The Matching Process: An Overview

Erika Moore

Commonly in our work, we face questions about the “matching” process, and how it works. Adoptive parents might wonder, “why has our file not been shown?” or “why has our file not been shown more frequently?”, while birthparents might inquire as to how the files of adoptive parents are selected for their consideration. 

Below represents an overview of the matching process, inclusive of the birth and adoptive parents’ individual and overlapping experiences in OPEN ADOPTION.

Birthparent / Expectant Parent Process

1.    When expectant parents approach Adoption Options, they are met with a neutral and non-judgmental source of support.  Together, the expectant parent and counsellor will:

  • engage in OPTIONS counseling
  • explore supports and resources available to the expectant parent for all options being considered
  • discuss stressors, challenges, and barriers present in the expectant parent’s life
  • educate about Open Adoption

Through counselling, the expectant parent may come to the conclusion that adoption is not the right option for them. 
THIS IS OKAY!  If this is the case, our social workers do their best to refer and connect the expectant parent with resources that are suited to their individual decision.

It is our goal that NO ONE will leave Adoption Options unsupported, disconnected or alone.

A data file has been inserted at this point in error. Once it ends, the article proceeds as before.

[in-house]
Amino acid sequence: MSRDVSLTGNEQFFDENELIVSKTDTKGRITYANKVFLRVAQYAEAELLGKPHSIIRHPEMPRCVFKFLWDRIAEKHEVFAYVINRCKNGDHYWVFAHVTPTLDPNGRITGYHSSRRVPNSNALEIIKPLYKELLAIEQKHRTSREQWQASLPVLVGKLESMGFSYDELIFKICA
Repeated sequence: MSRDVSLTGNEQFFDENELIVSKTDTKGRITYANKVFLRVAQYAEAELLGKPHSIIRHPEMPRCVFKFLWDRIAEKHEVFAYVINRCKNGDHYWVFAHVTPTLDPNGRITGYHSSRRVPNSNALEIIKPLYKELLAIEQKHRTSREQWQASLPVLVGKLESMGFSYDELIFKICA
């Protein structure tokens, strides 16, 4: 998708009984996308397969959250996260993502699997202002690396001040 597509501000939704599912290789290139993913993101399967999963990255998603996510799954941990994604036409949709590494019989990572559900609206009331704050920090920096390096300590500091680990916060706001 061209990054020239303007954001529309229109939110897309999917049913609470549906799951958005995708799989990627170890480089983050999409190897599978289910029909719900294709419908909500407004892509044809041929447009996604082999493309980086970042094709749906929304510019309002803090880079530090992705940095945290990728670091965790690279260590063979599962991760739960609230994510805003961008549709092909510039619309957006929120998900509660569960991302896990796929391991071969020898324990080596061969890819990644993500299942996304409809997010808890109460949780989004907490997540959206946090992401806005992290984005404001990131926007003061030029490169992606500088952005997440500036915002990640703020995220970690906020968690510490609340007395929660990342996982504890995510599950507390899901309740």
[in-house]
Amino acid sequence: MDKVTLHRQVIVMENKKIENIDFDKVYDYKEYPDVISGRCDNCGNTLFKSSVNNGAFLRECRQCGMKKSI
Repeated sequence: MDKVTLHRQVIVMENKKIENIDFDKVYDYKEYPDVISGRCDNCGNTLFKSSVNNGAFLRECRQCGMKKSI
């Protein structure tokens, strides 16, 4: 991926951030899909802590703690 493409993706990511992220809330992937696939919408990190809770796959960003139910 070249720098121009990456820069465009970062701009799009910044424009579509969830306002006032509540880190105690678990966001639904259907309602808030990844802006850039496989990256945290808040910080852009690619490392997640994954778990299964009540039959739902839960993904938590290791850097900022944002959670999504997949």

2.    If, through counselling, an expectant parent concludes that making an adoption plan for her/his child is what they feel is best, the expectant parent will:

  • be supported in considering what type of family she/he hope their child will be placed with. This may include (but is not limited to):
              o   where the family lives – i.e. location in the province, farm, town, or city
              o   sexual orientation of the family
              o   education level
              o   religion
              o   number of children in family already
              o   lifestyle factors
              o   any other areas of significance for the birthparent
  • provide information about their own health, family background, and pregnancy health history
  • birthparents will also be asked to consider what type and frequency of contact they desire with their child, and his/her adoptive family.  This may range from regular in person contact to very little or no contact (and everything in between!).

3.    The above information gathered by the birthparent is used to select the files of adoptive parents that may be a “good match” for them and their circumstances. These files consist of letters and pictures put together by the adoptive parents, highlighting themselves, their interests, their relationship, and their lifestyle.

It is integral to the process that birth and adoptive parents are “matched” based on similar expectations, mutual comfort, and celebration of one another’s circumstances. 

How many files the expectant parent views is up to them. They may find a family who they are interested in right away, or they may request more files to look at.   

Adoptive Parent Process